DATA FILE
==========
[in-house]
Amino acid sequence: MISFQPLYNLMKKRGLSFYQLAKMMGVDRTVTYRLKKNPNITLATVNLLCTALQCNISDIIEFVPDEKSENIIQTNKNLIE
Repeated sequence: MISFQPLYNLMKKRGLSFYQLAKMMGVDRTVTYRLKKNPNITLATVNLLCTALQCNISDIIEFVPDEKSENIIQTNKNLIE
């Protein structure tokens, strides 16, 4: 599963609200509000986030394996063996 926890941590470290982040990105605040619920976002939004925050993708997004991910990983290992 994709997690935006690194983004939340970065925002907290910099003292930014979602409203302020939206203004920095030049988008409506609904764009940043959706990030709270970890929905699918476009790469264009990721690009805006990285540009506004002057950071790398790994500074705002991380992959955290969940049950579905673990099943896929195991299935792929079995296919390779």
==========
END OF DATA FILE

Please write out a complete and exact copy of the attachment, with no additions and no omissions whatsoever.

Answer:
[in-house]
Amino acid sequence: MISFQPLYNLMKKRGLSFYQLAKMMGVDRTVTYRLKKNPNITLATVNLLCTALQCNISDIIEFVPDEKSENIIQTNKNLIE
Repeated sequence: MISFQPLYNLMKKRGLSFYQLAKMMGVDRTVTYRLKKNPNITLATVNLLCTALQCNISDIIEFVPDEKSENIIQTNKNLIE
């Protein structure tokens, strides 16, 4: 599963609200509000986030394996063996 926890941590470290982040990105605040619920976002939004925050993708997004991910990983290992 994709997690935006690194983004939340970065925002907290910099003292930014979602409203302020939206203004920095030049988008409506609904764009940043959706990030709270970890929905699918476009790469264009990721690009805006990285540009506004002057950071790398790994500074705002991380992959955290969940049950579905673990099943896929195991299935792929079995296919390779």